#1
I just got this pedal from the store a few hours ago, and i love it.
However, I've encountered a problem. When it's hooked up to an external power source, it works fine. But when I try to use it with a 9 volt ( as i will be when playing live ), it works for a few minutes and then shuts itself off. The 9 volt battery is brand new and works with other appliances. I read the manual and couldn't find anything about this. Also, as soon as it turns off, it creates this odd squealing sound through my amp. When I try to turn the pedal back on, it won't, unless I plug it back into the power source.

Any help with this would be greatly appreciated as I would be pretty frustrated to have to return this to the store and wait for them to order a new one.
#2
How long is a few minutes? Is it like 2 or is it maybe 20?

Digital delays can draw tons of power and you may just be sucking the battery dry, or at least too low for that particular pedal to work, in 20 minutes. I had a digital reverb a while ago that would take a 9V from new to unusable in half an hour. I don't know why they even bother putting battery clips in some of these high-draw pedals.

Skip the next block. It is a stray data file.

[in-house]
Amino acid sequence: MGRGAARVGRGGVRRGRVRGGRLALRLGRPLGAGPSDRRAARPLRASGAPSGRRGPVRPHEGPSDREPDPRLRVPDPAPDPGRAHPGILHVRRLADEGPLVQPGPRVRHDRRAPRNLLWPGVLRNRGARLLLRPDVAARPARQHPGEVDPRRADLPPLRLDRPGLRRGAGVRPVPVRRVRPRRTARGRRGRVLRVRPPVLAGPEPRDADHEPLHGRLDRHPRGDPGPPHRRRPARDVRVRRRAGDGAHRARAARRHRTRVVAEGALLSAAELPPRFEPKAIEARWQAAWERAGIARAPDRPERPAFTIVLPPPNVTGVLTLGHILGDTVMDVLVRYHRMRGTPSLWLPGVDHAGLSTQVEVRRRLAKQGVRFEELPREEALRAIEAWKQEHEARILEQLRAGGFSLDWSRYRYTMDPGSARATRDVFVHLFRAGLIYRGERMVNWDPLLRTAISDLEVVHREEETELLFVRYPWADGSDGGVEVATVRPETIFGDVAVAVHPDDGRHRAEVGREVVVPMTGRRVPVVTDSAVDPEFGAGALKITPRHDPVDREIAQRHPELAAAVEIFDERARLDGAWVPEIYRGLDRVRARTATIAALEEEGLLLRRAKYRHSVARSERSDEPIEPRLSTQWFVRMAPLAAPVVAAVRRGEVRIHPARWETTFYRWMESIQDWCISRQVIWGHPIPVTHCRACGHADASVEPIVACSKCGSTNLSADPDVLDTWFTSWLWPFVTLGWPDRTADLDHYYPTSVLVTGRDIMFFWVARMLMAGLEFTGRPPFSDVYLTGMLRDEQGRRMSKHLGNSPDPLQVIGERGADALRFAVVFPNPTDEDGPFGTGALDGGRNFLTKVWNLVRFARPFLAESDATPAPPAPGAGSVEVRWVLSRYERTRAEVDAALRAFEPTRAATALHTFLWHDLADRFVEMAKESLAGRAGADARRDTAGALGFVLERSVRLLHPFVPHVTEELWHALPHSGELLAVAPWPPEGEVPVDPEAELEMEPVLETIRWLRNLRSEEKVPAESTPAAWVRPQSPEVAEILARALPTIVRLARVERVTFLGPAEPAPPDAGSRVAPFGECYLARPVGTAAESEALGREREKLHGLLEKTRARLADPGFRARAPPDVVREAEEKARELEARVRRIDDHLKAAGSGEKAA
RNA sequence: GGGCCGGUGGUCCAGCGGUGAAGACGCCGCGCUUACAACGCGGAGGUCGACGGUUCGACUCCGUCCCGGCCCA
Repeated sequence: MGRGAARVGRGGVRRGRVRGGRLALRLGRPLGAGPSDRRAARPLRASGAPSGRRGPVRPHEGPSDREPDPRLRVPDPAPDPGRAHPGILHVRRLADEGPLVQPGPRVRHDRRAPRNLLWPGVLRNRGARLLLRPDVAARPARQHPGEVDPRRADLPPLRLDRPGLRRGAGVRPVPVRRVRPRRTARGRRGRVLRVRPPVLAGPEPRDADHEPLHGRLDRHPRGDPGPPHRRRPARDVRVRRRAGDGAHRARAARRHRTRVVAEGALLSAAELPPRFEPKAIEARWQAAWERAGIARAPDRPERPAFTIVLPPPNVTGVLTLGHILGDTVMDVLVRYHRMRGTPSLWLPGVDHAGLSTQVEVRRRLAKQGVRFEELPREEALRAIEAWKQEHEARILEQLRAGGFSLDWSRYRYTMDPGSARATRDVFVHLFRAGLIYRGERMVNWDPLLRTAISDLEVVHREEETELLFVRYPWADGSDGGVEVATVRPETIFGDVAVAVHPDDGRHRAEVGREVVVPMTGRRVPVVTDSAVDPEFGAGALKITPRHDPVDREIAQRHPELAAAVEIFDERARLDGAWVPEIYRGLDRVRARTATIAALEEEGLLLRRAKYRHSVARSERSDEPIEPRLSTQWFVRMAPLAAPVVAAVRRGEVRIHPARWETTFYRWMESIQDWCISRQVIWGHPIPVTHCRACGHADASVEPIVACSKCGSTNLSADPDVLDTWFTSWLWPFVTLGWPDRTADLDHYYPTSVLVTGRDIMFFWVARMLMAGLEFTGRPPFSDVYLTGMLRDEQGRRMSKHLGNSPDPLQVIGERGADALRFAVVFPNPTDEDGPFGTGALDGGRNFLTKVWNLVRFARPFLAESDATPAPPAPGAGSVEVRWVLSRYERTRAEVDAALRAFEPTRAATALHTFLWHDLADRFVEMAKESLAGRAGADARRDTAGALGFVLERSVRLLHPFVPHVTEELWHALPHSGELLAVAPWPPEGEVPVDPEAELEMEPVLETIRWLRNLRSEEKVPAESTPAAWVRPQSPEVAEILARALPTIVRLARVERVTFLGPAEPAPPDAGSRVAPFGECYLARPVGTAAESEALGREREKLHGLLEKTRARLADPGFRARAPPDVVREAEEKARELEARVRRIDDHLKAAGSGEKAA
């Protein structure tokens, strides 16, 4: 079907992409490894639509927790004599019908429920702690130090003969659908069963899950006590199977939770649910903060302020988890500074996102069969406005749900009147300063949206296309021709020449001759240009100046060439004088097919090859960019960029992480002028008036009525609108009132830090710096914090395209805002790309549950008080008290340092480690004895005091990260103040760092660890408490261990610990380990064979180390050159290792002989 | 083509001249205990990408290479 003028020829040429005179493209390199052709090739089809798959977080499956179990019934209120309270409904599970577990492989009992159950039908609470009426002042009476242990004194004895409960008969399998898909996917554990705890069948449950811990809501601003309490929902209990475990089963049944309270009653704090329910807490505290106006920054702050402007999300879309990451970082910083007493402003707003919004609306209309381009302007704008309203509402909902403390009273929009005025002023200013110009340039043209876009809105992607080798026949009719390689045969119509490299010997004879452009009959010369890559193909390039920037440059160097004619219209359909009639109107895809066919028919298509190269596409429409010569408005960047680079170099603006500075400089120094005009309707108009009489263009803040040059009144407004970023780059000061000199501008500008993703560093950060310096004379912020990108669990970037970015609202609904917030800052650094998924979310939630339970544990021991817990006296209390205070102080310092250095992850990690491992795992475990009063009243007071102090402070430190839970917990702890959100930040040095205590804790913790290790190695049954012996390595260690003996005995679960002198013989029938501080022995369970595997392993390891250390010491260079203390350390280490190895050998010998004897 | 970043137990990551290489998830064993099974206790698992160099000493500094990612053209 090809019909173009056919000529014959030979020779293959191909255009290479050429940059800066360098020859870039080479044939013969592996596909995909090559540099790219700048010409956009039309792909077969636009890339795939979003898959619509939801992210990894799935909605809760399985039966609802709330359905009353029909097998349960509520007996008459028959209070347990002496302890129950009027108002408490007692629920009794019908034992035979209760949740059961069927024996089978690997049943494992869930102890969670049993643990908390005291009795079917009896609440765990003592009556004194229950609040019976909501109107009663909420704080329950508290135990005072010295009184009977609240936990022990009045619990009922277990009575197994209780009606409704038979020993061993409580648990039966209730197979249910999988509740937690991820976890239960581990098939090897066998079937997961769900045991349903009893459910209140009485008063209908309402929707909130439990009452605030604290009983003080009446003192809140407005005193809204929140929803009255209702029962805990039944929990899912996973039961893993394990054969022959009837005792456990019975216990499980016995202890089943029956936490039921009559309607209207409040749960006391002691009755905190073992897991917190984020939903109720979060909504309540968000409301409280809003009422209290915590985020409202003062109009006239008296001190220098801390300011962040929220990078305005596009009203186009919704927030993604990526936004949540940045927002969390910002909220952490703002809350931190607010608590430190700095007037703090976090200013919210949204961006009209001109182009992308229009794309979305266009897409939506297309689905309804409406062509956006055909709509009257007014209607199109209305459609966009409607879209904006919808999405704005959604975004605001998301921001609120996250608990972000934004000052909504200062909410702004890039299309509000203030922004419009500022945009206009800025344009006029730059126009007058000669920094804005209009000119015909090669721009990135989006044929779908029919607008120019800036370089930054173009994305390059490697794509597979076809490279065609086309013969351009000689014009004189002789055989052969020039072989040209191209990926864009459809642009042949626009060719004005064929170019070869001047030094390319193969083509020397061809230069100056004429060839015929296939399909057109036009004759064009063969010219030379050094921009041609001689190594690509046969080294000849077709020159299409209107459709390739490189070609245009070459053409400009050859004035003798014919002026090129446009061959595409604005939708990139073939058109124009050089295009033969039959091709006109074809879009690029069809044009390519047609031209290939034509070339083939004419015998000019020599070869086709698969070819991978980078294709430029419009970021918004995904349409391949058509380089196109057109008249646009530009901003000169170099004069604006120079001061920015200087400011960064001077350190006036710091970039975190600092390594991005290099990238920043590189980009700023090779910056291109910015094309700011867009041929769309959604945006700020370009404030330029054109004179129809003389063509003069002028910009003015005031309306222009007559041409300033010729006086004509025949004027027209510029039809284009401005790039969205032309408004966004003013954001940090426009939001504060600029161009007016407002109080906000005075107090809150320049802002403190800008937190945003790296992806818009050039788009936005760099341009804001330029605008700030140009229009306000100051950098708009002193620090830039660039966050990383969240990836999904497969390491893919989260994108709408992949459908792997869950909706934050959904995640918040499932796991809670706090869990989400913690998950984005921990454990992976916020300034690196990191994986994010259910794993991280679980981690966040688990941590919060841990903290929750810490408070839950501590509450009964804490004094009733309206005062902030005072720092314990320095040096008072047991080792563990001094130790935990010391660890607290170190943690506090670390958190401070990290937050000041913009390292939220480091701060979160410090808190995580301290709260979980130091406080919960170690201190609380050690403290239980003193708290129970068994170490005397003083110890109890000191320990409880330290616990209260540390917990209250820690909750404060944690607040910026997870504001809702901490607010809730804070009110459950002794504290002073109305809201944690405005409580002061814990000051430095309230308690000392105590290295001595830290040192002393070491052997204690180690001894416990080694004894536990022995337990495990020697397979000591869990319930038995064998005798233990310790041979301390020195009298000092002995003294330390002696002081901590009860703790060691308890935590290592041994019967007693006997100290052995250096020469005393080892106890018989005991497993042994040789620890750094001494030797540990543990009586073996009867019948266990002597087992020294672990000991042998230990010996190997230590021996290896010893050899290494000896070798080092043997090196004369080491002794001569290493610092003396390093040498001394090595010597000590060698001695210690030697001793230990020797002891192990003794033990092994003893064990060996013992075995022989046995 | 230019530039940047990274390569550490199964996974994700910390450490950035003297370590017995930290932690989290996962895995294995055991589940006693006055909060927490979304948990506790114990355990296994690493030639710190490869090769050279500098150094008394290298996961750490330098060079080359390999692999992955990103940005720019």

#4
Quote by NakedInTheRain
yeah digital pedals generally suck batteries dry ridiculously quickly. you need a power supply to gig with them.


(I meant to quote you both but I'm dumb and don't know how yet, so no disrespect to the guy who replied first )

But--I did the 9-Volt-Tongue-Test and it's still got juice! lol. I've had it on for over 20 minutes so I guess that could be it. I would be happy if that's the problem, I was afraid there was something wrong with the wiring and I would cry. I don't know if I've ever loved a pedal so much. I was able to trade my Suhr Riot Distortion straight up with my friend who works at a guitar shop.